I have friends who put their bikes on a regular maintenance schedule just like a car, with X number of miles indicating a hub repacking, Y number of miles indicating a headset rebuild, and so on. In fact, the League of American Bicyclists published just such a maintenance schedule (from the League’s “Bicycle USA” magazine via the Seattle Bicycle Club’s website):
Before every ride:
- Check tire air pressure.
- Check brakes and cables.
- Be sure your crank set is tight.
- Be sure quick release hubs are tight, but not too tight.
After every ride:
- Inspect tires for glass, gravel shards, and cuts on tread and sidewall.
- Check wheels for true.
- Clean the bike’s mechanical parts as necessary.
Once a week or every 200 miles:
- Lubricate chain (with dry lube; or every other week or 400 miles with wet chain lube).
Once a month:
- Completely clean the bike, including the drivetrain if necessary.
- Inspect chain and freewheel. Measure the chain for wear, check for tight links and replace the chain if necessary.
- Inspect and lubricate brake levers, derailleurs and all cables.
- Inspect pedals and lubricate SPD style cleats.
- Inspect and check for looseness in the:
- stem binder bolt
- handlebar binder bolt
- seatpost binder bolt (or quick release)
- seat fixing bolt
- crank bolts
- chainring bolts
- derailleur mounting bolts
- bottle cage bolts
- rack mounting bolts (use thread lock on these)
- brake and derailleur cable anchors
- brake and shifter lever mounting bolts
- brake mounting bolts (do not alter brake centering)
- Inspect tires for wear; rotate or replace if needed.
Every three months:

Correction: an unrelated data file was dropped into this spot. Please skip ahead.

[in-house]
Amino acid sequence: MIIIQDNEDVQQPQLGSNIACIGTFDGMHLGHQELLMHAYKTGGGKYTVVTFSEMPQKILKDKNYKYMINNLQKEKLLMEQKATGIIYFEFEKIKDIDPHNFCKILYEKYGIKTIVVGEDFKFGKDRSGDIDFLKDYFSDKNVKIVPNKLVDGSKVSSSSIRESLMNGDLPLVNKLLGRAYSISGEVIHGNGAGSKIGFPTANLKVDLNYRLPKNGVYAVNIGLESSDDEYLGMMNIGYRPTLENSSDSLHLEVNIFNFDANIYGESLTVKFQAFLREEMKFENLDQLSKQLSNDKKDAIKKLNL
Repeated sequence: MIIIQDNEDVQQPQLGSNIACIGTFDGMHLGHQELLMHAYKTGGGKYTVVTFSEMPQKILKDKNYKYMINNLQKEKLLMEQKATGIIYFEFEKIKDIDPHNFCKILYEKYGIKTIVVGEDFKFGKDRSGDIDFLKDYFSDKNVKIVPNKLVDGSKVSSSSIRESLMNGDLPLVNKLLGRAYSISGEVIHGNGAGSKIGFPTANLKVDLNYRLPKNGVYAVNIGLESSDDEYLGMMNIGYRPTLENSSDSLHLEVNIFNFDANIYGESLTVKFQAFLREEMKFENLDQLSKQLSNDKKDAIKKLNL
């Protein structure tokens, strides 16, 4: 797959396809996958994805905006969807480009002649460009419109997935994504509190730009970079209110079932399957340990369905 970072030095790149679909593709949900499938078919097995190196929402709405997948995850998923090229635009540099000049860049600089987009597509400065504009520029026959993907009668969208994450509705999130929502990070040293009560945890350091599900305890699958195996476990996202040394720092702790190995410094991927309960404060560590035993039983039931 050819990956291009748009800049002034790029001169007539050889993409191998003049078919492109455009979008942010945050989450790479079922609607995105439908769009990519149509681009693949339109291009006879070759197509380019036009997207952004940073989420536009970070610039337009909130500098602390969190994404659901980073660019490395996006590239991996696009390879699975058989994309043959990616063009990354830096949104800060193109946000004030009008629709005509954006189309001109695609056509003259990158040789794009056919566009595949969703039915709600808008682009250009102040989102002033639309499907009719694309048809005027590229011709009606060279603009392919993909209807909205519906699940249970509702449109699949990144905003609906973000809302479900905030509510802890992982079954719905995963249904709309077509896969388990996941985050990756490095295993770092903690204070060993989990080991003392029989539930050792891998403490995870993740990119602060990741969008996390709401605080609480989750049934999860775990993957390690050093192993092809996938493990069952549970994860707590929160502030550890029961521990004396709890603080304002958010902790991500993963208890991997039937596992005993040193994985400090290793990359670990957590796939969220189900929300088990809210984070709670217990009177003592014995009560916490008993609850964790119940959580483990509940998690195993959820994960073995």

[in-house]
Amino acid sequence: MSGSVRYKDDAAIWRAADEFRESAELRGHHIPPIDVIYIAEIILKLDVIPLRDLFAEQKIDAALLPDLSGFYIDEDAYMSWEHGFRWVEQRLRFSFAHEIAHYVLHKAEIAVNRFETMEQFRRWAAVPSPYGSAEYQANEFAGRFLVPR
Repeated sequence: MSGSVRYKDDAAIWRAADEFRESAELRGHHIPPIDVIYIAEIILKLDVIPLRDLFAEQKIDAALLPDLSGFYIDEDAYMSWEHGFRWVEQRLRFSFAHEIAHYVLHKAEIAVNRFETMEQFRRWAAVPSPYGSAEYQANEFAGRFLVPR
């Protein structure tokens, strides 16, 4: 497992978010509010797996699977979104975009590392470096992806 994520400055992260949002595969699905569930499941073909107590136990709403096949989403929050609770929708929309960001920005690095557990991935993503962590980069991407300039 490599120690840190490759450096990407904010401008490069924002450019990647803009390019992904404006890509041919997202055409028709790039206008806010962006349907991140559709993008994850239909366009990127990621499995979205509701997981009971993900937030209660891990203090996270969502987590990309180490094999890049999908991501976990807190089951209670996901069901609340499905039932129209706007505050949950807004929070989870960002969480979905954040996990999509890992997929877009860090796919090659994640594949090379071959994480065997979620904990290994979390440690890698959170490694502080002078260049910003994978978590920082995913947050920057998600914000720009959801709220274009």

- Wax bike. A clean, shiny bike always seems to go faster and farther.
- Inspect frame and fork for paint cracks or bulges that may indicate frame or part damage; pay particular attention to all frame joints.
- Visually inspect for bent components: seat rails, seat post, stem. handlebars, chainrings, crankarms, brake calipers and brake levers.
Every six months:
- Inspect and readjust bearings in headset, hubs, pedals and bottom bracket (if possible; some sealed cartridge bearings cannot be adjusted, only replaced)
- Disassemble and overhaul; replace all bearings (if possible); and remove and if necessary replace all brake and shift cables. This should be performed at 6000 miles if you ride more than that per year. Commuters who often ride in the rain or mountain bikers who get dirty should overhaul their bicycles more often.
Wow, that’s a helluva schedule. I wish I could say I’m that diligent and organized, but I’m much more reactive in my maintenance routines. I’m on a regular 400-mile chain re-waxing schedule, but beyond that, it’s pretty much a squirt of oil here and there after a washing, and a hub, bottom bracket, or headset repacking once a decade whether it’s needed or not… ;-) I’m not recommending this approach, but mostly, I attend to things when they squeak, fray, rattle, or break.
I sometimes unknowingly pay the price for my nonchalant methods. For example, I recently planned on replacing the brakes on one of my bikes, but the retrofit went south for various reasons that I won’t go into here, so while I had the old brakes off, I gave them an overhaul. Nothing serious, just cleaning the posts and bushings, greasing the posts, oiling the other moving parts, taking up some cable slack, adjusting the springs, and putting everything back in place. Wow, what an improvement. I didn’t realize what I’d been missing because of my lackadaisical maintenance habits. Makes me wonder what else is in need of attention (probably my hubs and headset).
Of course, it’s possible to over do it. I had a friend years ago who repacked the grease in every bearing race on his bike about once a month (this was in Seattle during the winter, so it wasn’t completely insane). He was always having trouble with bearing adjustments, stripped cone nuts, etc. All that tweaking and adjusting ended up being harder on his bike than if he’d just left it alone.
Like so many things in life, it seems the solution here is balance; something between obsessive tinkering and total neglect. I’m not sure if I’m ready for the obsessiveness of the LAB schedule posted above, but perhaps I need to move just a little further in that direction.
How about you, do you maintain your bike on a strict maintenance schedule, or do you use more of a reactive approach?